DEO NARAIN vs STATE OF UP Case Summary (1973 SC)

DEO NARAIN vs STATE OF UP Case Summary (1973 SC)

In Deo Narain vs State of UP case, the Supreme Court explained what constitutes Right of private defense. According to section 102 IPC, the right of private defense of the body begins as soon as a reasonable apprehension of danger to the body arises from an attempt or threat to commit the offence, though the offence may not have been committed, and such right continues so long apprehension of danger to the body continues. The threat, however, must reasonably give rise to the present and imminent, and not to remote, danger.


Justice I.D Dua, Justice Alagiriswami, and Justice Vaidyialingam.

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  • There was a clash between the appellant and complainant parties over a possession of certain land. In this fight, the appellant inflicted a fatal spear injury on the chest of the deceased party.
  • The matter was taken to the Trial Court where the sessions Judge held that the possession of the disputed plots of land was undoubtedly with the accused persons and acquitted all the accused on the ground that the accused were exercising their right of private defense on the ground of a reasonable assumption that Deo Narain and Chanderdeo must have received injuries on their heads before they inflicted injuries on the members of the complainant’s party.
  • Aggrieved by the order, the State appealed to the High Court where all the conclusions of the trial court were upheld. The High Court was of an opinion that the appellant Deo Narain had exceeded right while inflicting injury with the spear on the chest of Chandrama, deceased.
  • Chandrama had received one lacerated wound on the right side of his skull and one incised wound on the left shoulder with a punctured wound 41″ deep on the right side of the chest.
  • The last injury handled his death. This injury, according to the High Court, was given by-the appellant Deo Narain with his spear.
  • The reasoning of the High Court in convicting the appellant is, broadly stated, that it was only if the complainant’s party had actually inflicted serious injury on the accused that the right of private defense could arise, justifying the causing of death.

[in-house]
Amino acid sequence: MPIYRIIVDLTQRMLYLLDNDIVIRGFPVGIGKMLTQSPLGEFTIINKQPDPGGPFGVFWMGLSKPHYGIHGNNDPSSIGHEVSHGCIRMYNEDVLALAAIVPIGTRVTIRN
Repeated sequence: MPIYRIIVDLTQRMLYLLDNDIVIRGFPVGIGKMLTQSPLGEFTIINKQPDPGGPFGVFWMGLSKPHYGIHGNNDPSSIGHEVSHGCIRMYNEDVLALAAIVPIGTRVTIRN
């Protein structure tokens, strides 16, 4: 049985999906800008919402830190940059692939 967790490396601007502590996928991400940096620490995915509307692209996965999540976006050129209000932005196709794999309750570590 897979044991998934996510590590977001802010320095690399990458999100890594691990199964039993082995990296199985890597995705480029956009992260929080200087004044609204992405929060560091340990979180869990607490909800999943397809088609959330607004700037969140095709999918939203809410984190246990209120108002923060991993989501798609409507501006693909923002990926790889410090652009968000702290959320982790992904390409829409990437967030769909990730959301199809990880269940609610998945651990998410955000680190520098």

• In the present case, as only two members of the party of the accused persons, Chanderdeo and Deo Narain, appellant, had received injuries which, though on the head, were not serious, it did not justify them in using their spears. On this reasoning, the High Court convicted the appellant of an offence under Section 304, I.P.C. and sentenced him to rigorous imprisonment for five years.
  • Complainant appealed to the High Court where it was held that the appellant exceeded his right of private defence on the sole ground he had used his spear with greater force than was necessary, that he had given a dangerous blow with considerable force with a spear on the chest of the deceased though he had only received a superficial lathi blow on his head, and convicted him for an offence under Section 304 of IPC.
  • Aggrieved with the order of the High court, appellant filed SLP in the Supreme Court of India.


  • Whether the petitioner exceeded the right of Private Defense?
  • Whether the petitioner is justified in using the right of private defense by spear for injury caused by lathi?

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The bench was of the opinion that,

  • As soon as the appellant rationally held danger to his body, even from a real threat by the party of the complainant to assault him so that by force he can take possession of the plots in dispute, he got the right of private defence and to use acceptable force against the wrongful aggressor in the exercise of that right. 
  • The party of the complainant had purposely come to prevent or obstruct the possession of the accused persons and that this forcible obstruction and prevention was unlawful. The appellant could reasonably apprehend imminent and present danger to his body and to his companions. He was thus fully justified in using force to defend himself and also his companions against the apprehended danger, which was manifestly imminent. 
  • It cannot be laid down as a general rule that the use of a lathi as distinguished from the use of a spear must always be held to result only in milder injury, because a blow by lathi on the head may prove instantaneously fatal. Therefore, if a blow with a lathi is aimed at a vulnerable part like the head, it cannot be laid down as a sound proposition of law that in such cases the victim is not justified in using his spear in defending himself. 


The honorable court allowed the appeal and acquitted the appellant holding that the appellant was not justified in using his spear is an equally misconceived aid cannot be supported under Section 100.


In this case, the Supreme Court explained what constitutes the Right of private defense. The principles laid down, in this case, are very relevant and are precedent for a plea of right of private defense. It clearly justifies the acts reasonably.

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